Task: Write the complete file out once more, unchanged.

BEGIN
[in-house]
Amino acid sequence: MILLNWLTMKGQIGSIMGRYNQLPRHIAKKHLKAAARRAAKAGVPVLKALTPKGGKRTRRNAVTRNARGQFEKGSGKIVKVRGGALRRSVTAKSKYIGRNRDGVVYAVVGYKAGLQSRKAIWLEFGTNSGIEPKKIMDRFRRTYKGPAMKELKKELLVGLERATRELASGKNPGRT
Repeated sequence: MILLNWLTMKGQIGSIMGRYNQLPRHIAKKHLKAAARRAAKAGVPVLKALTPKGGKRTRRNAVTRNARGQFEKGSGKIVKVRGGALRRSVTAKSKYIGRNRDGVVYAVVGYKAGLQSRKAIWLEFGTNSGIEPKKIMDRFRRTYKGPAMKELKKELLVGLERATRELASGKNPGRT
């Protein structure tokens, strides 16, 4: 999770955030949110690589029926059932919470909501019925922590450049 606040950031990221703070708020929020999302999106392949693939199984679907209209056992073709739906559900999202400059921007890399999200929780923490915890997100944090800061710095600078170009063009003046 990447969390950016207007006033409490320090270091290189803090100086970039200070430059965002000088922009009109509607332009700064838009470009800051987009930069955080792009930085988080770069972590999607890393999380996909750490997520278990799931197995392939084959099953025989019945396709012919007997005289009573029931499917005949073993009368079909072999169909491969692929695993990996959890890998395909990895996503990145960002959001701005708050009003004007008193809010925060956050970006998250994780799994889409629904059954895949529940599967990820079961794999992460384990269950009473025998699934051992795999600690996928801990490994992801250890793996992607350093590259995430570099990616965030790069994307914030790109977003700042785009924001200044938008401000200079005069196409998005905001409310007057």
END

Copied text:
[in-house]
Amino acid sequence: MILLNWLTMKGQIGSIMGRYNQLPRHIAKKHLKAAARRAAKAGVPVLKALTPKGGKRTRRNAVTRNARGQFEKGSGKIVKVRGGALRRSVTAKSKYIGRNRDGVVYAVVGYKAGLQSRKAIWLEFGTNSGIEPKKIMDRFRRTYKGPAMKELKKELLVGLERATRELASGKNPGRT
Repeated sequence: MILLNWLTMKGQIGSIMGRYNQLPRHIAKKHLKAAARRAAKAGVPVLKALTPKGGKRTRRNAVTRNARGQFEKGSGKIVKVRGGALRRSVTAKSKYIGRNRDGVVYAVVGYKAGLQSRKAIWLEFGTNSGIEPKKIMDRFRRTYKGPAMKELKKELLVGLERATRELASGKNPGRT
């Protein structure tokens, strides 16, 4: 999770955030949110690589029926059932919470909501019925922590450049 606040950031990221703070708020929020999302999106392949693939199984679907209209056992073709739906559900999202400059921007890399999200929780923490915890997100944090800061710095600078170009063009003046 990447969390950016207007006033409490320090270091290189803090100086970039200070430059965002000088922009009109509607332009700064838009470009800051987009930069955080792009930085988080770069972590999607890393999380996909750490997520278990799931197995392939084959099953025989019945396709012919007997005289009573029931499917005949073993009368079909072999169909491969692929695993990996959890890998395909990895996503990145960002959001701005708050009003004007008193809010925060956050970006998250994780799994889409629904059954895949529940599967990820079961794999992460384990269950009473025998699934051992795999600690996928801990490994992801250890793996992607350093590259995430570099990616965030790069994307914030790109977003700042785009924001200044938008401000200079005069196409998005905001409310007057």